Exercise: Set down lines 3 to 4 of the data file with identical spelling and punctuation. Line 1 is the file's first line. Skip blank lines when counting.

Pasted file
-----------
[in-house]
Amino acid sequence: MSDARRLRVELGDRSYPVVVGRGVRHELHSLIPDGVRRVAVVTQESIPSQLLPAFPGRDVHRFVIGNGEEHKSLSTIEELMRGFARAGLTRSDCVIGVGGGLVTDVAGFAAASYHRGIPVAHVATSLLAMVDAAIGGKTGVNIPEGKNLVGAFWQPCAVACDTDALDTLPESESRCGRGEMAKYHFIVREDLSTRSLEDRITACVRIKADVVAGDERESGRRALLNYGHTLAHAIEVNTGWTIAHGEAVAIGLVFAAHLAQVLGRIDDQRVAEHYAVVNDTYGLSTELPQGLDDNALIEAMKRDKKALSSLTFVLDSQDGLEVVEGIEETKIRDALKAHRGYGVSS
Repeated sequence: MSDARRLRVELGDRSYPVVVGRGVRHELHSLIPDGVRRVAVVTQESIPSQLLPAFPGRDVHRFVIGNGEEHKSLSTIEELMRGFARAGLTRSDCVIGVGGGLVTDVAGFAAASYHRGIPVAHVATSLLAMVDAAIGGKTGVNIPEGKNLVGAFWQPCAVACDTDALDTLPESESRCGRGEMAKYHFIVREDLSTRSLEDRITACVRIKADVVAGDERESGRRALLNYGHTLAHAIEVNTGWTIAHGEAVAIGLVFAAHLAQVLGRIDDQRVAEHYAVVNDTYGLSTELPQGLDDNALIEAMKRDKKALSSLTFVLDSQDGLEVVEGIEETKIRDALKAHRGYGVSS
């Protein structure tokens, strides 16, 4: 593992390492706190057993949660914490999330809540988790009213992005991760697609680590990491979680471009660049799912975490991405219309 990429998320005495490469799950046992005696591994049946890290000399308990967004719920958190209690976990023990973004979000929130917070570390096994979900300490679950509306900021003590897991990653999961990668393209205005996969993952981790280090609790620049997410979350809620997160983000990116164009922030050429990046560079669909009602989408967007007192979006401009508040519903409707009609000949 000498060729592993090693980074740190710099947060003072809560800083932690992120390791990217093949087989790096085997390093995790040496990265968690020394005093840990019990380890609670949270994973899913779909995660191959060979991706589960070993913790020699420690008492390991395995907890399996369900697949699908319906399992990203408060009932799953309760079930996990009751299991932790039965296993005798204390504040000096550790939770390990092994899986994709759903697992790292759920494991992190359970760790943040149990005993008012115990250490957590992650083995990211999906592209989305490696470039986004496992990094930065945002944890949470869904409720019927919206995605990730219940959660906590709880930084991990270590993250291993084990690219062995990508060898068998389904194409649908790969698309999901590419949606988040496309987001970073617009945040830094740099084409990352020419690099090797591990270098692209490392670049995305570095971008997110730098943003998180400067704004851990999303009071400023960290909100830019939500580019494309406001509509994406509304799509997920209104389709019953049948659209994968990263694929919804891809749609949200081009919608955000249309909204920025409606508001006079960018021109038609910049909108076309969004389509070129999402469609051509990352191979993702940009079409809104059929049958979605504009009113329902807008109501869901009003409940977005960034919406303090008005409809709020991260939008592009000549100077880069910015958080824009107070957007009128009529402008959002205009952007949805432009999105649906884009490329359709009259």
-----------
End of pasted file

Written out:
Repeated sequence: MSDARRLRVELGDRSYPVVVGRGVRHELHSLIPDGVRRVAVVTQESIPSQLLPAFPGRDVHRFVIGNGEEHKSLSTIEELMRGFARAGLTRSDCVIGVGGGLVTDVAGFAAASYHRGIPVAHVATSLLAMVDAAIGGKTGVNIPEGKNLVGAFWQPCAVACDTDALDTLPESESRCGRGEMAKYHFIVREDLSTRSLEDRITACVRIKADVVAGDERESGRRALLNYGHTLAHAIEVNTGWTIAHGEAVAIGLVFAAHLAQVLGRIDDQRVAEHYAVVNDTYGLSTELPQGLDDNALIEAMKRDKKALSSLTFVLDSQDGLEVVEGIEETKIRDALKAHRGYGVSS
């Protein structure tokens, strides 16, 4: 593992390492706190057993949660914490999330809540988790009213992005991760697609680590990491979680471009660049799912975490991405219309 990429998320005495490469799950046992005696591994049946890290000399308990967004719920958190209690976990023990973004979000929130917070570390096994979900300490679950509306900021003590897991990653999961990668393209205005996969993952981790280090609790620049997410979350809620997160983000990116164009922030050429990046560079669909009602989408967007007192979006401009508040519903409707009609000949 000498060729592993090693980074740190710099947060003072809560800083932690992120390791990217093949087989790096085997390093995790040496990265968690020394005093840990019990380890609670949270994973899913779909995660191959060979991706589960070993913790020699420690008492390991395995907890399996369900697949699908319906399992990203408060009932799953309760079930996990009751299991932790039965296993005798204390504040000096550790939770390990092994899986994709759903697992790292759920494991992190359970760790943040149990005993008012115990250490957590992650083995990211999906592209989305490696470039986004496992990094930065945002944890949470869904409720019927919206995605990730219940959660906590709880930084991990270590993250291993084990690219062995990508060898068998389904194409649908790969698309999901590419949606988040496309987001970073617009945040830094740099084409990352020419690099090797591990270098692209490392670049995305570095971008997110730098943003998180400067704004851990999303009071400023960290909100830019939500580019494309406001509509994406509304799509997920209104389709019953049948659209994968990263694929919804891809749609949200081009919608955000249309909204920025409606508001006079960018021109038609910049909108076309969004389509070129999402469609051509990352191979993702940009079409809104059929049958979605504009009113329902807008109501869901009003409940977005960034919406303090008005409809709020991260939008592009000549100077880069910015958080824009107070957007009128009529402008959002205009952007949805432009999105649906884009490329359709009259």